For an update on readiness, Federal Drive with Tom Temin caught up with FORSCOM Commander Gen. Michael Garrett at the Association of the U.S. Army conference i...
The needs of Army combatant commanders are constantly changing. Troop training needs evolve as the U.S. population — the Army’s raw material — changes. Equipment and other support needs are also a moving target. It all comes home for the Army Forces Command (or FORSCOM). For an update on readiness, Federal Drive with Tom Temin caught up with FORSCOM Commander Gen. Michael Garrett at the Association of the U.S. Army conference in Washington, D.C., this week.
Tom Temin: General, I want to start in the very beginning. Everyone knows what CENTCOM is, all of the combatant commands. Tell us the brief story of FORSCOM.
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Gen. Michael Garrett: FORSCOM provides decisive combat formations to all of the combatant commands. So if you think about CENTCOM and how we’ve supported them over the last 20 years, if you think about today, what we’re doing in INDOPACOM, AFRICOM, EUCOM, these are principally FORSCOM forces.
Tom Temin: So you’re the cross cutting force of the commands, you might say?
Gen. Michael Garrett: We represent a big chunk of the Army. If you think about a large portion of the active component, all of the Army Reserve. And we have a training and oversight responsibility for the Guard and the Guard falls under us when they are under Title 10.
Tom Temin: All right. And interesting we’re speaking, recently after the passing of General Odierno who tangled a lot with Congress and so forth on this whole issue of readiness. And that was an issue for the Army and a lot of the armed forces actually, over the past several years. Let’s talk about readiness and what it means in today’s Army. We’re not in Afghanistan anymore, and just spend some pullback here and there. Define readiness in the contemporary sense.
Gen. Michael Garrett: What I start with in most of my discussions anymore is to remind the folks that I’m talking to why we exist as an Army, and we only exist for one reason, to fight and to win our nation’s wars. The readiness that we generate has to be sufficient to do that. We also have, I mean, we’re at a very interesting point in time. Modernization, people, readiness, these are the Army’s priorities. And if we don’t manage them carefully, we’re either not going to have sufficient readiness to meet combatant commanders requirements, or we’re going to fall off of some of our very important modernization efforts. Or we’re not going to take care of the people that we have in the Army in the way that they deserve to be taken care of.
Tom Temin: You said modernization, and that does get mixed up with the idea of readiness quite a bit, because readiness when you think about it, there’s the people component, but they can’t go in with just a fire hose in their hand to a combat, so the equipment, and then the whole support tail that goes back to the it in the cloud and all of this. Tell us about monetization from your standpoint.
Gen. Michael Garrett: Yeah, so FORSCOM is all about readiness. Modernization is future readiness, and its readiness that we absolutely have to have. And its readiness, and we talk a lot about our modernization efforts, and we are modernizing not just equipment. But we’re also modernizing the way we manage people, the way we manage talent in the Army. We are modernizing the way that we manage and look at readiness in the Army. I’ve tried to, and I’m sure I’m not the first FORSCOM commander to do this, but on any given day my goal is to provide the exact amount of readiness that we need to meet combatant commander requirements and not a whole bunch more, because a whole bunch more is wasteful if you look at its potential impact on our modernization and our people efforts.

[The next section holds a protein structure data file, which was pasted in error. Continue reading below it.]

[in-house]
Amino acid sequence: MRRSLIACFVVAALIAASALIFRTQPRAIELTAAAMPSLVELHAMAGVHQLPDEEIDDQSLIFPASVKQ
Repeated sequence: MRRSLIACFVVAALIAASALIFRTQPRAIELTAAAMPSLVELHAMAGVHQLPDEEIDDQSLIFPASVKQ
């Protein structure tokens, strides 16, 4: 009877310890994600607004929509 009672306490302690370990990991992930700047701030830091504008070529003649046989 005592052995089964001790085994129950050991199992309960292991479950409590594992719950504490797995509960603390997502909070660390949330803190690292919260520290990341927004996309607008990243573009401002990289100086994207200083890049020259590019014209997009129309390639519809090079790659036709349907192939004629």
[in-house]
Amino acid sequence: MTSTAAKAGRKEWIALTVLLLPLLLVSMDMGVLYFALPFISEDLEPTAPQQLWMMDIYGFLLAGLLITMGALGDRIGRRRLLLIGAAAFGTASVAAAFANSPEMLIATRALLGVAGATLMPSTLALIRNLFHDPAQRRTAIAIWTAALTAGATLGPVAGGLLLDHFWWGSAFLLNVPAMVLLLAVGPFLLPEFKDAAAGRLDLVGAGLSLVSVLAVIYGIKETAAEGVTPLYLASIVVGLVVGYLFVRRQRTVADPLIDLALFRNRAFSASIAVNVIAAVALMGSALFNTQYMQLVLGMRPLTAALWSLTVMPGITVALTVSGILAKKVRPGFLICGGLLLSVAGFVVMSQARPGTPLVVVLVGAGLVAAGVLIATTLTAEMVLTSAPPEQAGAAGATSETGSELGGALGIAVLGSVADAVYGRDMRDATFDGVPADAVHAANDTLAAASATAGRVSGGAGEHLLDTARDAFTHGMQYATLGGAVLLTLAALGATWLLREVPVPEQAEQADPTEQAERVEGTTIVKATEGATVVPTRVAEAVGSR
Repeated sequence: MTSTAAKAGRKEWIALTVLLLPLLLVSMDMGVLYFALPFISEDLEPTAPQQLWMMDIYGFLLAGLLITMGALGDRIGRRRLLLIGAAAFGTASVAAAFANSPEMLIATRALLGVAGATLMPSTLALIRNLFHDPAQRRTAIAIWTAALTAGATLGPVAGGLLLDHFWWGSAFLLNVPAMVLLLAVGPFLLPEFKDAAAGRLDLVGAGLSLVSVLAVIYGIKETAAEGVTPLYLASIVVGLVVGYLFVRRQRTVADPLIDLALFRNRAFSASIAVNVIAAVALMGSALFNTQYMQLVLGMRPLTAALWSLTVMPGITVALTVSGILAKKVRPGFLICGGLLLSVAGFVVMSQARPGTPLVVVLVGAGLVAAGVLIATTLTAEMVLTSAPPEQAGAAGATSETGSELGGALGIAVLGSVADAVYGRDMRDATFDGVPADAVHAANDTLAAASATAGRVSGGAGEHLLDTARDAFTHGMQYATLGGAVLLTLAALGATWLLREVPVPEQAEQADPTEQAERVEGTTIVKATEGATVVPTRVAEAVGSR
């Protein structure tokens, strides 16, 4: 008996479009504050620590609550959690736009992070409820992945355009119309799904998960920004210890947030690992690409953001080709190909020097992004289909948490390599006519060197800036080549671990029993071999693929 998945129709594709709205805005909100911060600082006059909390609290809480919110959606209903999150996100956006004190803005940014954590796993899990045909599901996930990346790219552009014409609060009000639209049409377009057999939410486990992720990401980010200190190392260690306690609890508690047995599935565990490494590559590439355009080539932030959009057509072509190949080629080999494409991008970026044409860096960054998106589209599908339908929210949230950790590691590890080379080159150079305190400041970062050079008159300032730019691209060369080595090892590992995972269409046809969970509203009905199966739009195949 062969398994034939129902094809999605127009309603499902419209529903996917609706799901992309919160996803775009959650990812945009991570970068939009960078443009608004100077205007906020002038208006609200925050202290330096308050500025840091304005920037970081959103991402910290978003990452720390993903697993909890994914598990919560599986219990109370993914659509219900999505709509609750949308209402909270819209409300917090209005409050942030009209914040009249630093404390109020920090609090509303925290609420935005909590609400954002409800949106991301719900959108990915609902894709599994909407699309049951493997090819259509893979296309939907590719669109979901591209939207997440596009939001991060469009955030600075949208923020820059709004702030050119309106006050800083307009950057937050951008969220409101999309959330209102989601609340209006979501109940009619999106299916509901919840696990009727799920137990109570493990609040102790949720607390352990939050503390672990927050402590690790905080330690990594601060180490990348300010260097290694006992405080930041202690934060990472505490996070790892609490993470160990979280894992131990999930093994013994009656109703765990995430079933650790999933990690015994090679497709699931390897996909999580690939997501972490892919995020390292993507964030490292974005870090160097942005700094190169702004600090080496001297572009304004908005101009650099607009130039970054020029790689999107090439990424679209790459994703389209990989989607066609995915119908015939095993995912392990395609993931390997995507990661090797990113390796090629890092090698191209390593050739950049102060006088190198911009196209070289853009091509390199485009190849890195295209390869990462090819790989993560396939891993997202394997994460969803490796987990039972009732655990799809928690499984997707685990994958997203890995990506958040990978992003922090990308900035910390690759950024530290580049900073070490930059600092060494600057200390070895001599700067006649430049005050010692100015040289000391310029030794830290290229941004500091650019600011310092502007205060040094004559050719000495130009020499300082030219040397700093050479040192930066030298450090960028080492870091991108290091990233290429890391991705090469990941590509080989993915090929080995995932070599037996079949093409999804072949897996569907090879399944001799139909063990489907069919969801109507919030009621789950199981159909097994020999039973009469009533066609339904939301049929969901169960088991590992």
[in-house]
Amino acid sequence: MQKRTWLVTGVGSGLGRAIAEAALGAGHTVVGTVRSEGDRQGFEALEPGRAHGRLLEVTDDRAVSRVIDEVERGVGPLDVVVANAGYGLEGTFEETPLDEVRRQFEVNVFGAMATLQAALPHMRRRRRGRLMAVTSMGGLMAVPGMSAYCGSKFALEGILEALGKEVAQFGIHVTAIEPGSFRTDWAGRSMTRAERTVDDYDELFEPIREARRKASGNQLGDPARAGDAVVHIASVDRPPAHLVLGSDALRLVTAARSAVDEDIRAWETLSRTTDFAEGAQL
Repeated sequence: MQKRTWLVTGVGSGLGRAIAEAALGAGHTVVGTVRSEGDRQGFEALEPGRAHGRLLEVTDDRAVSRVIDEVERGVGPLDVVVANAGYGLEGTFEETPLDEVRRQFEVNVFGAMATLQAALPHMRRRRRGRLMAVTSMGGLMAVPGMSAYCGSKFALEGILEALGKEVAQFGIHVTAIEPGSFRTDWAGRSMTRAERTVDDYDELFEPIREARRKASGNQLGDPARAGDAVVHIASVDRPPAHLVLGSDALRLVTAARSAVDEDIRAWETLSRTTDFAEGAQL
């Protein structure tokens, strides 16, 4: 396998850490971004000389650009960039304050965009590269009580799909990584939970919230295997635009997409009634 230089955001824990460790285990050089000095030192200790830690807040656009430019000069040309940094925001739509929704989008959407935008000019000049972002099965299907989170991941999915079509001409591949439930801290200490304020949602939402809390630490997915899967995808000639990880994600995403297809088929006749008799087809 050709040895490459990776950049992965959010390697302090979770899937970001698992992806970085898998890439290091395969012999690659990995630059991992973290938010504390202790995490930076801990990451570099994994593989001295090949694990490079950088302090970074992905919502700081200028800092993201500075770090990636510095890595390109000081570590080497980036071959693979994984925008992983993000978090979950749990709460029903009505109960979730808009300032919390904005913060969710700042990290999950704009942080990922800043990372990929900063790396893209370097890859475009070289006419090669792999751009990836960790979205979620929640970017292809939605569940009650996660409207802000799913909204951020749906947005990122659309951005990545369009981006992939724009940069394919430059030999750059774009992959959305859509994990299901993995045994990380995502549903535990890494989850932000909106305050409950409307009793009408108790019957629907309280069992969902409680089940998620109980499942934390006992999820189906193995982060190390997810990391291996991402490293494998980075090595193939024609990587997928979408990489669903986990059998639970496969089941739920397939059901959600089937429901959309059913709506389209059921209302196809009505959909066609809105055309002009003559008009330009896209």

Tom Temin: And does the soldier training doctrine, does that come out of FORSCOM?
Gen. Michael Garrett: The doctrine actually comes out of TRADOC. So General Funk and Training and Doctrine Command are responsible for the doctrine. And then once the doctrine is developed, it’s given to the Army and then we take it from there.
Tom Temin: All right. And so how has that changed? Let’s talk about that issue of training. How has that changed to accommodate what it is you are getting as people that enlist in the first place, the raw material? And there’s several tens of thousands every year that are coming in, in this in this process. How has that changed?
Gen. Michael Garrett: The chief often says, and he’s exactly right, we are in a war for talent. If you look at our country today, only 29% of young men and women meet the requirements to be eligible to serve in the Army. And so we are competing and fighting for that talent every single day. The other piece is as we look at readiness and what’s really important about our Army is that we have soldiers, and it all starts, these are foundational thing, soldiers who are disciplined, soldiers who are fit, soldiers who are well trained, and soldiers who are part of a cohesive team squad. That is the foundation of our Army. I was in Europe last week talking to some of our formations over there. And I remind them real readiness is a tank crew that can acquire a target, engage the target, and move on to the next target faster than our enemy. That’s where it all, that’s where it all starts.
Tom Temin: And if you look outside the Army, there has been a push over the past number of years to incorporate some of society’s let’s say, political, social, changing trends, and express them in the component makeup, human wise of the military. And we’ll just leave it at that, enough to describe it. But yet at some point, you have to accommodate that and almost celebrate it. But at the same time, you need people that think in a certain way, as you say, once they’re in the tank, when all of that really shouldn’t even be a factor. So how do you balance all of that?